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Help with 20g cycling stall?
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pfwolf
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Joined: 11 Apr 2012

PostPosted: 2012.05.03(Thu)0:47    Post subject: Help with 20g cycling stall? Reply with quote

So I am a brand newbie who started off a 20g with no clue, now trying to do the right thing. Tank has been up for 5-weeks or so. I've learned more and more as the days and weeks have gone by. Cycle had been progressing with two zebra danios, as per advice from shop "experts". I've added 3 brands of bacteria supplement. I've adden some live plants. I've gotten to the point that my NH3 tests 0ppm to trace; touch of green. Nitrates consistantly test 5-10. Nitrites however are stying high 3-5, deep purple might be off the chart.
I have been waiting for nitrates to clime and nintrites to come down, but it hasn't happened yet(about a week or so).
I added a new Aquaclear power filter and have them both running now. This filter is much better than the aqueon that came with the kit. Doesn't seem to have much area for biofiltration bacteria growth. Just a plastic cage that holds the carbon filter insert. The new Aquaclear has a media tray with sponge pad for coarse filtration, carbon layer, and ceramic disc layer for bacteria. Eventually, I will get rid of the cheap filter and just run this one.
I did a 30% w/c yest and today and the tests don't change amnia 0-trace nitrite way high purple, nitrate 5 ish light orange. Dosn't seem to change no matter what I do. pH is 7.5 added a little bicarb last week as the pH was below 7.
What else can I do. Is it just a matter of waiting at this point. How long should nitrites stay peaked before system catches up. I want these fish to do well, (they seem content right now) and would like to be able to add more some day.
Becoming frustrated.. any advice?
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Osprey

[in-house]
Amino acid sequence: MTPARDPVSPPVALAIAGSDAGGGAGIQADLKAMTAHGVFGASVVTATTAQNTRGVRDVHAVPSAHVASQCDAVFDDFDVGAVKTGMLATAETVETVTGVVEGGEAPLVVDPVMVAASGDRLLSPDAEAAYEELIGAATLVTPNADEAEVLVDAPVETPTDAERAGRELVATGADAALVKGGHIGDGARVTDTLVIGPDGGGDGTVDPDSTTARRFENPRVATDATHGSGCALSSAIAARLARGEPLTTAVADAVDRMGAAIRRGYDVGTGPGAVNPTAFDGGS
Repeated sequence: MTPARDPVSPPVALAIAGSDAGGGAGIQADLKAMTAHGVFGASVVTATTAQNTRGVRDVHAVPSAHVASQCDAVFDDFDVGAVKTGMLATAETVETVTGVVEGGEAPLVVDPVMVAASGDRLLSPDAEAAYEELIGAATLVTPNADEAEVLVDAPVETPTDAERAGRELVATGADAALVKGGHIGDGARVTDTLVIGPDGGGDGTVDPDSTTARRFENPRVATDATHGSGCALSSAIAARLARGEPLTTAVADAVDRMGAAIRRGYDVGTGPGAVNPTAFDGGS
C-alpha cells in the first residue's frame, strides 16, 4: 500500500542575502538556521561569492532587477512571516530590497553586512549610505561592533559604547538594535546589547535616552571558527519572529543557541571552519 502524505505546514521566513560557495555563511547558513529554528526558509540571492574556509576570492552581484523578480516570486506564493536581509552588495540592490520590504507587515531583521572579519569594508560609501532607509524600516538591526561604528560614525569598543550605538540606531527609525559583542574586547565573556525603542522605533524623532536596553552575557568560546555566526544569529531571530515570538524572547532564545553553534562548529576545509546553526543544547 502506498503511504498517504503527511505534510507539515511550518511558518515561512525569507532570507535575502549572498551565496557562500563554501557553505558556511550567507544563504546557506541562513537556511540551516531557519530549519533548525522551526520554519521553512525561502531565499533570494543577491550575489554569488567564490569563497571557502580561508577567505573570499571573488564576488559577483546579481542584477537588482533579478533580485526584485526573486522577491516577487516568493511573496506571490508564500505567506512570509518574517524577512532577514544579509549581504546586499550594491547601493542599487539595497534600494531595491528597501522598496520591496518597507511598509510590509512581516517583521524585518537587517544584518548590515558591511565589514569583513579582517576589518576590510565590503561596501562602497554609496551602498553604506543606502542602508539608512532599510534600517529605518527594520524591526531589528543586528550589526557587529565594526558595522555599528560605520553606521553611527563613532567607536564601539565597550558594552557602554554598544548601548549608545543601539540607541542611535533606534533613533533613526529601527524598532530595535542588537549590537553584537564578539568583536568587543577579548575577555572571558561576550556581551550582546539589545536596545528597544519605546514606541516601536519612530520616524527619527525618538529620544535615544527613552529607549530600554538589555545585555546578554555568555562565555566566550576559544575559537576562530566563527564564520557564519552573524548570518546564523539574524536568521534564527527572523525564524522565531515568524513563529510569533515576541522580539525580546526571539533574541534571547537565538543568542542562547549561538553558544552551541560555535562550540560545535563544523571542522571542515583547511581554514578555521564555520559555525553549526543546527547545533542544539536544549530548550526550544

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Joined: 15 May 2006
Location: Okotoks, AB

PostPosted: 2012.05.03(Thu)13:04    Post subject: Reply with quote

It usually takes three weeks or so after the ammonia spike drops for nitrite processing bacteria to establish themselves. Unfortunately you were saddled with some bad advice, and a bad filter as well, otherwise you'd be through this portion of cycling and ready to move on!

The best possible advice I can give at this point is to find a someone who has a well established tank (possibly even your LFS) and convince them to give you some of their old filter media. It will be well colonized with the bacteria you need to finish the cycling process in your tank. A sponge from their filter would do the trick (make sure you keep it moist while transferring from their tank to yours, or the bacteria will die!).
In the meantime, keep up the water changes.

Also... what kind of lighting do you have over this tank, and what kinds of plants did you purchase? Plants can be a blessing in the right conditions, and a curse in the wrong ones (I'm not suggesting that they are responsible for the nitrites, just that plant additions need to be planned, much the same way new fish additions are; in the wrong lighting they may refuse to grow, etc).

Be careful about messing with the pH too much; a stable pH is more important than the "right" one, although in this case I think you're raising pH to reduce nitrite toxicity, which is an acceptable emergency measure. Just try to ensure that the pH stays stable if you're dosing the tank water with buffering agents.

Glad to hear your questions, and good luck with the cycling process!
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Danikins
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Joined: 19 May 2006
Location: Edmonton, AB, Canda

PostPosted: 2012.05.07(Mon)20:20    Post subject: Reply with quote

One thing I would suggest is get those nitrites down as fast as you can. Do a huge water change, like 90%. Those nitrites need to be brought down as fast as possible or its going to harm your fish.

Nitrite converting bacteria unfortunately take a much longer time than ammonia bacteria to build up. I'm currently doing a fishless cycle and at week 5 my nitrites are still sky high.

Just do daily- several times a week water changes (25-30 each time), and keep a sharp eye on the nitrites. Cycles unfortunately require a huge deal of patience, especially when done with fish.

Good luck and keep asking questions!
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